STOCKHOLM -- The list made harrowing reading: A 9-month-old boy, entire families, and nearly 100 children younger than 13 were among 565 Swedes still missing in the Asian tsunami.
The National Police had compiled the names of the missing, including 43 confirmed dead, but kept the list secret, citing privacy concerns for victims' families, until yesterday after a court ordered its release.
Among those confirmed killed were four children under age 13, who with their families had fled the harsh Swedish winter for the warmth of Thai beaches over the Christmas holidays.
If the list does not change dramatically, the tsunami will be the worst disaster Sweden has experienced since the ferry Estonia sank in an autumn storm in the Baltic Sea in 1994, killing 852 people, including 551 Swedes.
The list included names, ages, hometowns, and national identity numbers of the missing and those confirmed dead from the tsunami. Six names were blacked out, as those individuals had protected identities, police said, without elaborating.
Sweden's four largest newspapers published the names on their websites, saying it would help clear up some of the confusion still lingering over the extent of the tragedy. The Swedish news agency TT, which requested the court order to make the names public, also sent the list to all its subscribers.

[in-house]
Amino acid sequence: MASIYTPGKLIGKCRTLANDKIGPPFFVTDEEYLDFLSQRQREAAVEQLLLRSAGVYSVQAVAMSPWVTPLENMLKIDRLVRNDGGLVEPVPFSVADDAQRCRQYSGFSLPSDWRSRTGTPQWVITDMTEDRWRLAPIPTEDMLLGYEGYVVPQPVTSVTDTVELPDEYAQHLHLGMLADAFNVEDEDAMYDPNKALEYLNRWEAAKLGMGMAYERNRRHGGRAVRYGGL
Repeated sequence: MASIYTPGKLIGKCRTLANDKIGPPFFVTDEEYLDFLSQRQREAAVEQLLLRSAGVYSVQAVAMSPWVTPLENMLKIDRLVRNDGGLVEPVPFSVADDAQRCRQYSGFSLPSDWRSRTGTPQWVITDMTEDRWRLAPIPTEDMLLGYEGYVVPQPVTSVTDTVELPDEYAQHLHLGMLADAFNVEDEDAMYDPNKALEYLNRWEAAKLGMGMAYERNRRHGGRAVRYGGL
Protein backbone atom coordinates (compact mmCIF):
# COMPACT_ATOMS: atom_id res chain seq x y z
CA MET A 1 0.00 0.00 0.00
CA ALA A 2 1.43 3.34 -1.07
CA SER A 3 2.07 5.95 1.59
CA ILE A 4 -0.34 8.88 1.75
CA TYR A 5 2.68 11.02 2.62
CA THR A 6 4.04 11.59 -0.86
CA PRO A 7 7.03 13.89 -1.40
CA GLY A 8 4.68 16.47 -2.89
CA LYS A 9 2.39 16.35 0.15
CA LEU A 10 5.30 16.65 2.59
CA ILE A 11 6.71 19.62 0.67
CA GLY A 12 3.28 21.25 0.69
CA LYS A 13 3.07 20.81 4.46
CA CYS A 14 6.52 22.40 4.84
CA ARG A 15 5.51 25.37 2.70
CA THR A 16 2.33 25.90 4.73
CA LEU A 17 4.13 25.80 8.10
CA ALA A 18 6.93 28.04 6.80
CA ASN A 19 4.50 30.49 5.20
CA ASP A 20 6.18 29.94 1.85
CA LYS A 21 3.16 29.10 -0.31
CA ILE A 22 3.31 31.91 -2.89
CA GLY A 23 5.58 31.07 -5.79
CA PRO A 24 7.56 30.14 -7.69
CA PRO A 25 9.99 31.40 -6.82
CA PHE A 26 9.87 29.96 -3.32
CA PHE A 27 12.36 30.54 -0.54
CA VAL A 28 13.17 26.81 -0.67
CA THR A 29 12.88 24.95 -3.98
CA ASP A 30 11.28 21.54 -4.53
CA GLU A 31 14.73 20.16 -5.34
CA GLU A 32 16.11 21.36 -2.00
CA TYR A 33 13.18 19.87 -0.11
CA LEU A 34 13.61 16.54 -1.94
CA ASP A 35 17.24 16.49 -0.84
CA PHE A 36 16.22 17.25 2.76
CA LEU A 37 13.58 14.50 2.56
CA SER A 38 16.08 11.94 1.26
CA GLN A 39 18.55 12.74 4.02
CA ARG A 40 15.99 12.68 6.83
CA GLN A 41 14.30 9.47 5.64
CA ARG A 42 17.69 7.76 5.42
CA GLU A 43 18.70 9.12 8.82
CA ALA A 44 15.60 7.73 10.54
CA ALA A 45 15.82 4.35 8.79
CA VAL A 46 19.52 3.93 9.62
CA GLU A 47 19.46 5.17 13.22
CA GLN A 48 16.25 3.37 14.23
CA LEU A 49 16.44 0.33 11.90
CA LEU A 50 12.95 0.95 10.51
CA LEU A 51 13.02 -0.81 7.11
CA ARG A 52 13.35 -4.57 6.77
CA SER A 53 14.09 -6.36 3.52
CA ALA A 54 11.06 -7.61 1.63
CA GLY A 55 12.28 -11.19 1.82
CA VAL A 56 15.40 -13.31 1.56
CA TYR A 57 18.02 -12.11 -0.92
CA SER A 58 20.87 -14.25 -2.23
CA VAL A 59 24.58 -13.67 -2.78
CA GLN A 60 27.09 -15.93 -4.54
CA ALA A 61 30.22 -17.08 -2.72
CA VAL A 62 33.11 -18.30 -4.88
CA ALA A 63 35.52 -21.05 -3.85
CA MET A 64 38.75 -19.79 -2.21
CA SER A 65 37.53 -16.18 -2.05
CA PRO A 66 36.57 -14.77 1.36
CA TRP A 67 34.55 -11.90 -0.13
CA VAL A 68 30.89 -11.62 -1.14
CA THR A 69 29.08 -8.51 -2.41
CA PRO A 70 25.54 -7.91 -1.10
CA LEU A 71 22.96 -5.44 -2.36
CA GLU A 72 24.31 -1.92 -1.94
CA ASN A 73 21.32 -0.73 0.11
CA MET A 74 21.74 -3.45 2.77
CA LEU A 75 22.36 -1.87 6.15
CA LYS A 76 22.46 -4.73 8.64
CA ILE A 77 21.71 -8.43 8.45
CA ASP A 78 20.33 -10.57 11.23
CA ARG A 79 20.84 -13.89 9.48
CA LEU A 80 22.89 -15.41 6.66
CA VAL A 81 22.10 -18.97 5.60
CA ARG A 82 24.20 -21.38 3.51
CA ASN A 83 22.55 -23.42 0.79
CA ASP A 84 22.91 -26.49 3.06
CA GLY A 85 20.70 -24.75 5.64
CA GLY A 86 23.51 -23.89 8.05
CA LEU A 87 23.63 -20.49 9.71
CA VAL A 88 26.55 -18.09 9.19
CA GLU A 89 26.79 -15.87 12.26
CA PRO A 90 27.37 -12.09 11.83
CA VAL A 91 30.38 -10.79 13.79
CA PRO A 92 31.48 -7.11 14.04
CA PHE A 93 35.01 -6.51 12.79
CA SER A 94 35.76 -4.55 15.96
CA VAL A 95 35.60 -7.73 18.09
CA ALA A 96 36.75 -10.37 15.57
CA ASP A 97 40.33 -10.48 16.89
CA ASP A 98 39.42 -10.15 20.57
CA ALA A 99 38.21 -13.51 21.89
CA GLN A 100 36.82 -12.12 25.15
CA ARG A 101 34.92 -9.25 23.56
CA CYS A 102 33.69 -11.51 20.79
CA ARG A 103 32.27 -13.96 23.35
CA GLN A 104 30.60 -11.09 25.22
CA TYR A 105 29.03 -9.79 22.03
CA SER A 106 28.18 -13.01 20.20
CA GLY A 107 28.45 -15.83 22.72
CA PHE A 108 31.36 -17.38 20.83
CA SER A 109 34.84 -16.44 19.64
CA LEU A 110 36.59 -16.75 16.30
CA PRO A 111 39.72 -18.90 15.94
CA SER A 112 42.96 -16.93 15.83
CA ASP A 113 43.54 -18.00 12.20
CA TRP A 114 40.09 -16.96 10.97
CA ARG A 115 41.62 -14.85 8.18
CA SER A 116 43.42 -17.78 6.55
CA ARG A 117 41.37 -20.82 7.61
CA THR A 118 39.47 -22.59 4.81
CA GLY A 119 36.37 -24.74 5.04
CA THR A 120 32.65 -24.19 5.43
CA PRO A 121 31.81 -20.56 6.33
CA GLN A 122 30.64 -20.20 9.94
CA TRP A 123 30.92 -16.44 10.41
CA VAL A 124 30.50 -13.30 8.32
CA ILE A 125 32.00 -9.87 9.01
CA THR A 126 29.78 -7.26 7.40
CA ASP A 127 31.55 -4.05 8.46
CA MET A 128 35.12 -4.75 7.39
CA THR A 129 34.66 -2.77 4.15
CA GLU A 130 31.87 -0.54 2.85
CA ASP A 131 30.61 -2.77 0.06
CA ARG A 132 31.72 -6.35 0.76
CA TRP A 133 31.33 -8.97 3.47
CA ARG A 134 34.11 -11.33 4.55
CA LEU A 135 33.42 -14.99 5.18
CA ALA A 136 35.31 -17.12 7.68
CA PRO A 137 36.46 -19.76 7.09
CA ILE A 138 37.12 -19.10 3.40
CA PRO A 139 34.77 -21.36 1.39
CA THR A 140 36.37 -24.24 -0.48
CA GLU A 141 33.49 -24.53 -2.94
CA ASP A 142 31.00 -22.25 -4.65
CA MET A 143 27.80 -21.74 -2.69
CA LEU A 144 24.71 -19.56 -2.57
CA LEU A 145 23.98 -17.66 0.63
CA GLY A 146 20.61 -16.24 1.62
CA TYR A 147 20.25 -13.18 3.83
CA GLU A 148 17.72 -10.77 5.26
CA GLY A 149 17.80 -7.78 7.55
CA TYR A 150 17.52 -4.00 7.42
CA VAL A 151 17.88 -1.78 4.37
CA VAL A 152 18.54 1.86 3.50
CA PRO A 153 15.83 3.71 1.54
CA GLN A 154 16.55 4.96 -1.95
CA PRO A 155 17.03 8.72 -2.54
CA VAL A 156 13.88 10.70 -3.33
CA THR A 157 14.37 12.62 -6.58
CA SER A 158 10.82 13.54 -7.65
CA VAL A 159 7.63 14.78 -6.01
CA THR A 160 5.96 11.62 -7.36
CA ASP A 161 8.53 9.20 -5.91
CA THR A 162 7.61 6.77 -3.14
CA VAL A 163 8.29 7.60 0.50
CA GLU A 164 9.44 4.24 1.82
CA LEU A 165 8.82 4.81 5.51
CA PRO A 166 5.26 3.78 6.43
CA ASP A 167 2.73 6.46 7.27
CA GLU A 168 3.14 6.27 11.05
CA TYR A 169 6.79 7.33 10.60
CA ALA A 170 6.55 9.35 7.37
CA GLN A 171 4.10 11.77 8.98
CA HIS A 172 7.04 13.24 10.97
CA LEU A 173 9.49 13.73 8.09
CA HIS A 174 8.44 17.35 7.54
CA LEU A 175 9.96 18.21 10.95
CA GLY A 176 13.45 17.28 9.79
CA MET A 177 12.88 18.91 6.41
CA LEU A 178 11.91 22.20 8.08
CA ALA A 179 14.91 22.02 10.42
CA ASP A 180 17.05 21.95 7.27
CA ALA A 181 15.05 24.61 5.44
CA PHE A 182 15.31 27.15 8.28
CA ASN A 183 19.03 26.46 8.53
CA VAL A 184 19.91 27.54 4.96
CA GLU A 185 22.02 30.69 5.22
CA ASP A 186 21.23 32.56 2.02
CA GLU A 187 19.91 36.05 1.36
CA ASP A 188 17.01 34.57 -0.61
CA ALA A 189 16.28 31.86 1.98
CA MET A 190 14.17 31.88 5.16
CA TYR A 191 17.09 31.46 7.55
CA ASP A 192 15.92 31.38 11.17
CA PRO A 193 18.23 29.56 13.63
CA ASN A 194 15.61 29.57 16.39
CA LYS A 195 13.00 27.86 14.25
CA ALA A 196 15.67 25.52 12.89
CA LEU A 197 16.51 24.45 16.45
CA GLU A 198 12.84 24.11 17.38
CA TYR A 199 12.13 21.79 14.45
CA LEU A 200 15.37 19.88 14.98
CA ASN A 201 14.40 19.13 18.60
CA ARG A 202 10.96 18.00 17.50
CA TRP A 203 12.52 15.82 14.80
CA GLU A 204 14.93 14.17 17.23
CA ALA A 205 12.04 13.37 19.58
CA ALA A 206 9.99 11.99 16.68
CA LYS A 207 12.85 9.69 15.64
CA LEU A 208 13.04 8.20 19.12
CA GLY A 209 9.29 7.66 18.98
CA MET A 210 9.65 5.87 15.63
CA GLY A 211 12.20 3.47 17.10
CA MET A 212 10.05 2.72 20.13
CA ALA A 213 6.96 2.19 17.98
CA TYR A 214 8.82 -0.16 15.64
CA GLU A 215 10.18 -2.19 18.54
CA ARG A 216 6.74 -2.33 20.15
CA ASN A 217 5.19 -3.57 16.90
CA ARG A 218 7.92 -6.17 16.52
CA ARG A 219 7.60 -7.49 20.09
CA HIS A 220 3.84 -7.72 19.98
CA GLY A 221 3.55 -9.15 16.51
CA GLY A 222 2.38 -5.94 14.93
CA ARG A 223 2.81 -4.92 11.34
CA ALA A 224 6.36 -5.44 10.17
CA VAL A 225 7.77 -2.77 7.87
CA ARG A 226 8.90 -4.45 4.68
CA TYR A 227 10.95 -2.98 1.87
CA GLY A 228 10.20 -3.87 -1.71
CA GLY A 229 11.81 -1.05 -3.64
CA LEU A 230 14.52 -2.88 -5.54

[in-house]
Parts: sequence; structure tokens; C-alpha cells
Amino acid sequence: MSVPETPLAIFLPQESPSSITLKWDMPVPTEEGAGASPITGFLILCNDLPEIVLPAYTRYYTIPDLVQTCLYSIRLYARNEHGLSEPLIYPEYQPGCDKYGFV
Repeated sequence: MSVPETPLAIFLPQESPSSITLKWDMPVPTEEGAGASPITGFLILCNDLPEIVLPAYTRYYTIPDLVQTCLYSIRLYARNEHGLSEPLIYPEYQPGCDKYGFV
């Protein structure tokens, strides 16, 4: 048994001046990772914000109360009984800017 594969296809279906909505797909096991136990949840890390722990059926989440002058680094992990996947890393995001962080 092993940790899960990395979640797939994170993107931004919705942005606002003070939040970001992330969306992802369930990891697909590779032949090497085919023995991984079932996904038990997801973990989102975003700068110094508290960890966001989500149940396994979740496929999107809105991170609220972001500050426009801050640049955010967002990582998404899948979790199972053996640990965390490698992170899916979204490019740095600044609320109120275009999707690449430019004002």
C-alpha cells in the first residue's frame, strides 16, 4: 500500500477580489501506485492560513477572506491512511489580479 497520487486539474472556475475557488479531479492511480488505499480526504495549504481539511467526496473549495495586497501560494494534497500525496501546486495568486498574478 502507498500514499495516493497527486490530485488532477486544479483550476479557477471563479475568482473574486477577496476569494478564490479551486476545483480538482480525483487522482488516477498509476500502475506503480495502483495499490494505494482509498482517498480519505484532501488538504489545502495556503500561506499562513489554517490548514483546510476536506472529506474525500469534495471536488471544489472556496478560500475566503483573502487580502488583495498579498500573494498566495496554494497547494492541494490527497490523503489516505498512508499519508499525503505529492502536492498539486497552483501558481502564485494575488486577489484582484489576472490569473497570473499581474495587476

''It is important to create clarity regarding the list, which is surrounded by so many question marks," Anders Gerdin, editor in chief of the tabloid Aftonbladet, said on the paper's website.
The list included five members of the Weinz family, all from the northern town of Luleaa. Also missing were Anna Kristina and Bo Lennart Kihlblom, and their three children -- Carin, 4; Carl, 14; and Caroline, 14 -- from a Stockholm suburb. Ninety-one of those listed were younger than 13.
Unlike their counterparts in neighboring countries, Swedish police had refused to release the names, saying they wanted to protect victims' relatives and loved ones from unwanted media attention.
But Sweden's Supreme Administrative Court ruled Tuesday in favor of TT, saying ''information that a person was at a popular Swedish vacation resort during the Christmas holiday and was then affected by a natural disaster is not [invasive]."
The leading newspapers that published the list took out several names at the request of relatives, listing only their gender, age, and hometown.
The police said it wished the list had remained private. ''I can only say that I possibly think that the court showed too little consideration for this," National Police chief Stefan Stroemberg said.
Police spokeswoman Linda Widmark said dozens of relatives called after the court ruling asking to take the name of a loved one off the list.
Some relatives of the missing said the list should have been published sooner.